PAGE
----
Schoolhouse Teachers offers a Christian worldview, self paced, online courses with customizeable curriculum. It is the curriculum branch of The Old Schoolhouse Magazine. The offer over 400 courses from preschool- highschool as well as help for parents such as a curriculum planning guide. The website is easy to navigate and there is a chat feature for online support. There is a membership fee to pay that covers the entire family for a year (or you can pay monthly). There are no hidden fees like textbooks, etc. Some classes will have a materials list, but usually the materials are items you already have in your home. In addition to the courses offered, you also get access to World Book Encyclopedia online and Right Now Streaming Media. It really is a fantastic deal!

# 3 I do not feel buyer’s remorse.

For my youngest girls, I am using the Schoolhouse Spelling course. It is a simple, daily spelling lesson. Each week, they have a list of spelling words focused on a certain spelling rule or pattern and complete engaging activities to practice daily.

I was also able to look through the many options for elementary Science and find a course that I could use with all three of my girls (1st, 3rd, and 6th grades). And the great thing for someone like me who gets really excited about curriculum for a minute and then overwhelmed by it or bored by it or realizes that it was not the right fit afterall… if a course doesn’t work for us, we can just move on and try a different one without losing money.

# 4 My kids can be involved in building their homeschool year.

My oldest and I sat down and the beginning of the year. I told him that he needed to help me pick a language arts course and science course for the year. I also told him that he was welcome to look through the electives and see if anything interested him. He chose Elements of Literature, Biology, Tinkers Club, and Intro to Architecture. Each course has a description and for upper level courses, transcript information.

#5 No hidden fees and one membership covers the entire family!

We have been so pleased with Schoolhouse Teachers. I cannot recommend it enough. Courses are self paced. Some courses go through the entire year and some are just a few weeks long. You could purchase a membership with Schoolhouse Teachers and build your entire year for all of your children. Right now! Again, there are no hidden fees. Most courses have a recommended materials list, but there are no textbooks to purchase. All curriculum is accessible through the website. Through the end of January, you can join and save big $$$… you can get an entire year for just $90!!!

I am an affiliate for Schoolhouse Teachers. If you click through the links on this blog and decide to purchase a membership, our family will receive a small commission. For that, we thank you. I will say, however, even if I was not an affiliate, I would still endorse this program!

What I'm Reading

What I am Reading: A Hobbit, A Wardrobe, and A Great War

I love all things Narnia. C.S. Lewis is one of my favorite authors. I don’t cry often… hardly ever really… it’s a problem. But the Chronicles of Narnia get me. I hate when The Pevensie Kids are grown up and stumble back through the wardrobe and into childhood away from Narnia. It makes me sad every time. I well up with happy, excited tears in “The Last Battle” when they are going further up and further in. I am not as big of a Tolkien fan, but definitely call my children hobbits on a regular basis… due to 2nd breakfasts and their stature.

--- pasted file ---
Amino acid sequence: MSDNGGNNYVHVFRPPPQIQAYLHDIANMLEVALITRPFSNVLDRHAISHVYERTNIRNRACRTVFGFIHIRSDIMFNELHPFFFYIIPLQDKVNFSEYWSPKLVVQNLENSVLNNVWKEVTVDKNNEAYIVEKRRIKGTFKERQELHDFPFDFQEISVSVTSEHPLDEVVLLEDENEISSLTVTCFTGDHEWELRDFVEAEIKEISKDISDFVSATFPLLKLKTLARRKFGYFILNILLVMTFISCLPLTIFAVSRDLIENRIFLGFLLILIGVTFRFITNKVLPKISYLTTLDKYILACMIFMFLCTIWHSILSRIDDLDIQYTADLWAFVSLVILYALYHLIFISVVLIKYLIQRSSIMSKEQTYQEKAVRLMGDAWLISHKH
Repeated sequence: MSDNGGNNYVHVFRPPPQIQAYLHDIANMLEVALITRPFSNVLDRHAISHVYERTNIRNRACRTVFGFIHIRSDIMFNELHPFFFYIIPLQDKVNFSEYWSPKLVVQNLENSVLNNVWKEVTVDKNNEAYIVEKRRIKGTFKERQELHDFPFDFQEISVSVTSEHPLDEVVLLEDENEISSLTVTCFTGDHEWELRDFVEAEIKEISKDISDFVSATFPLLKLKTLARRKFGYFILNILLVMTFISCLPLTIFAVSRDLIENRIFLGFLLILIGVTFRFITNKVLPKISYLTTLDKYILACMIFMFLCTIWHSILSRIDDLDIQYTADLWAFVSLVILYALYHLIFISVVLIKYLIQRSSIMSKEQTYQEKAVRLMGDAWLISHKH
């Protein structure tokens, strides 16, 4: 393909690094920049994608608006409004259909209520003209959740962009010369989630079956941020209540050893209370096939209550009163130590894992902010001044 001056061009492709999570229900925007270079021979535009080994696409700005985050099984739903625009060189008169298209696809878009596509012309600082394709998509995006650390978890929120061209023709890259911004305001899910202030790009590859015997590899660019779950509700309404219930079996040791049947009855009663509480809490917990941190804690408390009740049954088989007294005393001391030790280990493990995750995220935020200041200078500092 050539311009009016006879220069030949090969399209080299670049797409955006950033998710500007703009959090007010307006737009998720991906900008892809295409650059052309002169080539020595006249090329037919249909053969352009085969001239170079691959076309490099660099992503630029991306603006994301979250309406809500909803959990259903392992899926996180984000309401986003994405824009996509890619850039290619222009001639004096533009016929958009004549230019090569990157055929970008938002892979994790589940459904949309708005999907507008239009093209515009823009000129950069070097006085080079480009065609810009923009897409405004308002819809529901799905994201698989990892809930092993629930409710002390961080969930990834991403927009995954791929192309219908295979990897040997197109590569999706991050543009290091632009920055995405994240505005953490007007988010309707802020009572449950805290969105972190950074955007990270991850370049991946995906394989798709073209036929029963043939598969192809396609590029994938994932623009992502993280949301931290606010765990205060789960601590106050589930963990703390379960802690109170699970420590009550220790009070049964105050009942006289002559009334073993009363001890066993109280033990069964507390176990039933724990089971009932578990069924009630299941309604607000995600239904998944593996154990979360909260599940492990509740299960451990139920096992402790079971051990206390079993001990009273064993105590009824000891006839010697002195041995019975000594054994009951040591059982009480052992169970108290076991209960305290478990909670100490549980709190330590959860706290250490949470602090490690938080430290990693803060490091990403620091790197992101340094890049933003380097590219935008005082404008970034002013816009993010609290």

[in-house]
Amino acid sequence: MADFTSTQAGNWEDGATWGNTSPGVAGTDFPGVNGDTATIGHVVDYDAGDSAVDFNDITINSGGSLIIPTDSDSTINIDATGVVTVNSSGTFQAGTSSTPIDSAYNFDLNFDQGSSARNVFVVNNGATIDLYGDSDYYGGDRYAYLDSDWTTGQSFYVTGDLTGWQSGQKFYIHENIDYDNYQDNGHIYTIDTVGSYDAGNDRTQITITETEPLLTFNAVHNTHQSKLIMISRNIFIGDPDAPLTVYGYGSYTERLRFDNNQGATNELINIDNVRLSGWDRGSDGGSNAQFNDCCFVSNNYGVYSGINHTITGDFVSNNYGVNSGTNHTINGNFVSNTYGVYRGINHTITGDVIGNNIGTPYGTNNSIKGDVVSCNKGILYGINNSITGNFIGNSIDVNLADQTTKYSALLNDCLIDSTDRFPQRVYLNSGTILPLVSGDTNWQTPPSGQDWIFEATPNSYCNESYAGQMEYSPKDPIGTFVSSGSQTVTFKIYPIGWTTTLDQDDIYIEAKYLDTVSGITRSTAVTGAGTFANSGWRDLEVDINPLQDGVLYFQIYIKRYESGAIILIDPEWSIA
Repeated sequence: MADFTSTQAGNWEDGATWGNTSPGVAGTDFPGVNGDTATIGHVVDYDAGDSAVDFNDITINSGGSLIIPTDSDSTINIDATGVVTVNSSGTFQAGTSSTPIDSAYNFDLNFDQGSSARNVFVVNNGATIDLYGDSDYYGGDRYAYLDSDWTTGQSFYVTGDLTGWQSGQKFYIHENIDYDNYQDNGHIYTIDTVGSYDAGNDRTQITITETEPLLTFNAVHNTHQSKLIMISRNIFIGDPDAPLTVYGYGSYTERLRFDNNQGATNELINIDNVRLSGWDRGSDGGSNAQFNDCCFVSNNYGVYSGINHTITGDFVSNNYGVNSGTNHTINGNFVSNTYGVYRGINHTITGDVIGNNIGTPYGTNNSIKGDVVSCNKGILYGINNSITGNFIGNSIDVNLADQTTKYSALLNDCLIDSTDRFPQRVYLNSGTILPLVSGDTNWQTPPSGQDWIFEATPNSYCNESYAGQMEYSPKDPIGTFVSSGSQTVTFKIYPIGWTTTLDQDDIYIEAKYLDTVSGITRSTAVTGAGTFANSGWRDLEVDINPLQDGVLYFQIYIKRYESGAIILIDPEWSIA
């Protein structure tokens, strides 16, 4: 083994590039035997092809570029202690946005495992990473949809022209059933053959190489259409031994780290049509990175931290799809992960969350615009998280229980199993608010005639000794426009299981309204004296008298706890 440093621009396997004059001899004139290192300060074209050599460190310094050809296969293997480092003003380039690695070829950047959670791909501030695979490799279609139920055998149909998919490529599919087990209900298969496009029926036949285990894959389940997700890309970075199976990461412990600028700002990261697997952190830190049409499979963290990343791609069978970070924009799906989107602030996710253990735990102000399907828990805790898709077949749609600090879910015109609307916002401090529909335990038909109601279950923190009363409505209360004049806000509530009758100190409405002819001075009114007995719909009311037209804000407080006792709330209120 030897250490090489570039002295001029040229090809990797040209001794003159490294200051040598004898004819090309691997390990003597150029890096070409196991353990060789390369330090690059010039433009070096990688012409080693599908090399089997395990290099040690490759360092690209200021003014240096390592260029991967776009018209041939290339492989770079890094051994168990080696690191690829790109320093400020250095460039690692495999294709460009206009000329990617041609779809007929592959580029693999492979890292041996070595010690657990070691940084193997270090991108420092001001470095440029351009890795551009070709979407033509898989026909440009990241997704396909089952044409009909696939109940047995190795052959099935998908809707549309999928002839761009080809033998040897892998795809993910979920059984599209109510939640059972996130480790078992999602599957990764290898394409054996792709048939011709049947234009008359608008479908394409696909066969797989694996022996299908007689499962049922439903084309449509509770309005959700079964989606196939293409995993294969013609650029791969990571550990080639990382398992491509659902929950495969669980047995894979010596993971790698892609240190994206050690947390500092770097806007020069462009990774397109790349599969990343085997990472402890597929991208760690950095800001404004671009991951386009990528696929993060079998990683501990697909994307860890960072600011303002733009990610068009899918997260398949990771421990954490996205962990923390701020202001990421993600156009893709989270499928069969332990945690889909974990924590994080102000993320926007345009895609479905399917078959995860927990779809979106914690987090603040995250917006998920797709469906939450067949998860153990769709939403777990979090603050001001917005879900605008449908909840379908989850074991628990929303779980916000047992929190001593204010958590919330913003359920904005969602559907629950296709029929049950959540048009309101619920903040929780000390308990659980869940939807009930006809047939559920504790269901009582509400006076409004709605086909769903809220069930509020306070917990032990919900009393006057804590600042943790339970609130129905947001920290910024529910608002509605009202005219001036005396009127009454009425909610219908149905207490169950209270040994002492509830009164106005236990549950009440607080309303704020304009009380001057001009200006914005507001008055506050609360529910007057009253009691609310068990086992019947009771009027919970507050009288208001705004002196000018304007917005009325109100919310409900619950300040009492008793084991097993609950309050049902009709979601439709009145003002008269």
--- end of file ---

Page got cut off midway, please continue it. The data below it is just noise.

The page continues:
All that to say, I was intrigued at the title of this book when I saw it come across my Facebook feed. The kids and I read a C.S. Lewis biography a couple of years ago and I was fascinated with the relationship between Lewis and Tolkien.

“A Hobbit, A Wardrobe, And a Great War: How J.R.R. Tolkien and C.S. Lewis Rediscovered Faith, Friendship, and Heroism in the Cataclysm of 1914-18” by Joseph Loconte has 256 pages and was first published June 30, 2015. The book is filled with observations of the political and religious landscape of the West during the time of World War 1. Both Tolkien and Lewis served as soldiers on the Western Front. This book sheds light on how these wartime experiences influenced the writings of these two great authors.

I am not really sure what I was expecting when I started reading this book. I think I was expecting a devotional type reading, not a history lesson. But, then again, I did not read the book description… just the title. I learned quite a bit about the political and religious climate in Europe during the time of World War 1. It was not much different from today. There was very much an advancement in science and technology during that time. The books dives into the rise of communism, Nazism, fascism, and eugenics, highlighting how those who survived the Great War were disillusioned with government, religion, politics, and spiritual morality.

The book was more of a history book than I expected. There were some graphic depictions of life during the war. Tolkien was not a fan of the focus on technology. He felt it would be man’s downfall. Learning about the time period surrounding the writing of Lord of the Rings and Narnia were helpful in imagining what the author’s may have been thinking about as they created these magical lands. The two men lived in an age where people felt hopeless yet were able to inspire hope through their writings.

If you like history, which I do… and you like learning the behind the scenes of things… which I also do, I recommend you give this book a chance. It is a fairly quick read. I think it would be appropriate for upper middle school and high school as well.

A Hobbit, A Wardrobe, and A Great War by Joseph Laconte was published by Thomas Nelson

Just in case it needs to be said, I am by no means a professional book reviewer or book critic. I just like to read and share what I have learned. I am also an affiliate with Amazon. If you click through and purchase through links on this blog, our family will receive a small percentage from the purchase. Thank you.